Even if you’re not looking for a candidate with facilitation skills, being able to lead others toward a common goal is part of owning instructional design projects. Asking this will give you an idea of the candidate’s ability to communicate and engage with others. It can also give you insight into their level of comfort with technology and possibly teach you some tricks on keeping learners engaged.
5. Tell me about a time when you used technology to solve a problem in your role.
Depending on the tech stack you’re using and the technology requirements in your job posting, this question can remain broad or be specified to your organization’s needs. It can reveal how much a candidate knows about an authoring tool, learning management system, or other kind of software. However, it will also give you a glimpse into how the candidate responds to and solves a problem.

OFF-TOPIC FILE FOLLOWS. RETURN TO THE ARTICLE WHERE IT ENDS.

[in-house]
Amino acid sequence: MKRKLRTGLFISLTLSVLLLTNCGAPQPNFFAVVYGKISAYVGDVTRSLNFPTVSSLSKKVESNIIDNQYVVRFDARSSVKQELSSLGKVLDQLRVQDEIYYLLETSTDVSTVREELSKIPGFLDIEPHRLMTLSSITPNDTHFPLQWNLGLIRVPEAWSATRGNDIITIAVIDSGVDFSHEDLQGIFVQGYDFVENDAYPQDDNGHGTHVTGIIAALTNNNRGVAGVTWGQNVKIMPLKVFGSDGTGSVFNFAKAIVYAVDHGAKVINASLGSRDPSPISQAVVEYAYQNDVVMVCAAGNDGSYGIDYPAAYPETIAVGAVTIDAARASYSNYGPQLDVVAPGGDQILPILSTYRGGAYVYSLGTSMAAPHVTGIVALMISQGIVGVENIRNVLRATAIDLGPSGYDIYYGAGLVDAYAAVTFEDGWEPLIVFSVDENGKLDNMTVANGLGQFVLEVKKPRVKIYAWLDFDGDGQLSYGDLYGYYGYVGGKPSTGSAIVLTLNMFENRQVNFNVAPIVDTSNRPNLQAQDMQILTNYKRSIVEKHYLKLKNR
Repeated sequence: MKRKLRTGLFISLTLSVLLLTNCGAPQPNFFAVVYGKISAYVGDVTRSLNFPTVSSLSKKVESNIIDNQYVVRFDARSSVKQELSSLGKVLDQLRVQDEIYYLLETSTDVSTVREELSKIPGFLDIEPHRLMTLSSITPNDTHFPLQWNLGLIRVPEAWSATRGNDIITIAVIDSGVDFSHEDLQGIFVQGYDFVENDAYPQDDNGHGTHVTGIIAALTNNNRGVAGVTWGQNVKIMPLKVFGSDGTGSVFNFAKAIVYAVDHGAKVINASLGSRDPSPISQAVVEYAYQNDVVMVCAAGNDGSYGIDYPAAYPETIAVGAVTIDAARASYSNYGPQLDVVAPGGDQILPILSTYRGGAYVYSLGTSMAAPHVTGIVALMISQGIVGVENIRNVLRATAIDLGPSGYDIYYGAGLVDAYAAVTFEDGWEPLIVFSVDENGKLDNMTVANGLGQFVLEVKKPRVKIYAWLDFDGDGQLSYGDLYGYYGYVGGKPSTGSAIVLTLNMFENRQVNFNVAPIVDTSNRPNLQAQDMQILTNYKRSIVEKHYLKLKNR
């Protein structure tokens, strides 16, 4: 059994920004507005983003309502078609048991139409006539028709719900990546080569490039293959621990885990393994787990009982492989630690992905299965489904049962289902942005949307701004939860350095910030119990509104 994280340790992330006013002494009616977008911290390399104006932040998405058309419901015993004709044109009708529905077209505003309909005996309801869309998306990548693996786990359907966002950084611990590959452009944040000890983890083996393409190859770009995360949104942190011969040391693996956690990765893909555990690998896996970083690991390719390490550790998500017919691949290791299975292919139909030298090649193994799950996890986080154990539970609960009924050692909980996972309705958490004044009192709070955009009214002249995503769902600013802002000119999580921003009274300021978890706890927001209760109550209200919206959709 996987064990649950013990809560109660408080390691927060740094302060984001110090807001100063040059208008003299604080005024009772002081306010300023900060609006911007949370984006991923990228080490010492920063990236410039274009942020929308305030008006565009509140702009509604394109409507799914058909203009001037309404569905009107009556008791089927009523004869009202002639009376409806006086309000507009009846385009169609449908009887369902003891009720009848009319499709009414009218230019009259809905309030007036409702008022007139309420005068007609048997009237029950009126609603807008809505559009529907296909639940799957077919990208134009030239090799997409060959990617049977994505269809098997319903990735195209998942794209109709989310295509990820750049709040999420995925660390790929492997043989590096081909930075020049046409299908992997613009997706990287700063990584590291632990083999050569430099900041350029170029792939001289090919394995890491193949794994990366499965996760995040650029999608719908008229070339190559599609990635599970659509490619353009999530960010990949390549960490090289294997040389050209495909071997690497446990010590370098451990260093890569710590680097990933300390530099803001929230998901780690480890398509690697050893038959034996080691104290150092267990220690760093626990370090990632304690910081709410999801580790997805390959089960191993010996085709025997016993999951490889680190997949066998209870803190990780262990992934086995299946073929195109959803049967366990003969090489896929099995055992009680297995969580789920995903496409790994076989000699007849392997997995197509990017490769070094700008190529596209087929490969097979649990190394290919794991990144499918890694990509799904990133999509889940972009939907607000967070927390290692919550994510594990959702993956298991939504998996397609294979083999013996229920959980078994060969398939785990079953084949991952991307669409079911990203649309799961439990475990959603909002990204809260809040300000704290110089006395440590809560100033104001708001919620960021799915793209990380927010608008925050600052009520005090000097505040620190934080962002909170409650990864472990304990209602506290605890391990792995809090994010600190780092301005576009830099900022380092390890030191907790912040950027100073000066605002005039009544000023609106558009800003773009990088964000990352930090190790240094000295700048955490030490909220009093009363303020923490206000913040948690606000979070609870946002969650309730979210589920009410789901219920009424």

6. Tell me about a time when there was a miscommunication between you and a teammate or with your supervisor. What was the miscommunication, and how was it resolved?
We run into a lot of miscommunications—we can’t explain our ideas clearly, we misinterpret SME’s knowledge, or we have different teammates working on separate parts of the same project. It’s important to understand how people react not only when things go well but also how they communicate when things aren’t going well, especially with the people they work with every day.
7. Tell me about a time when you had to work with a difficult SME or stakeholder. What made the situation challenging, and how did you handle it?
This is similar to the previous question, but it extends past the immediate team and looks at how the candidate communicates with the greater organization. We’ve all met a difficult SME or stakeholder—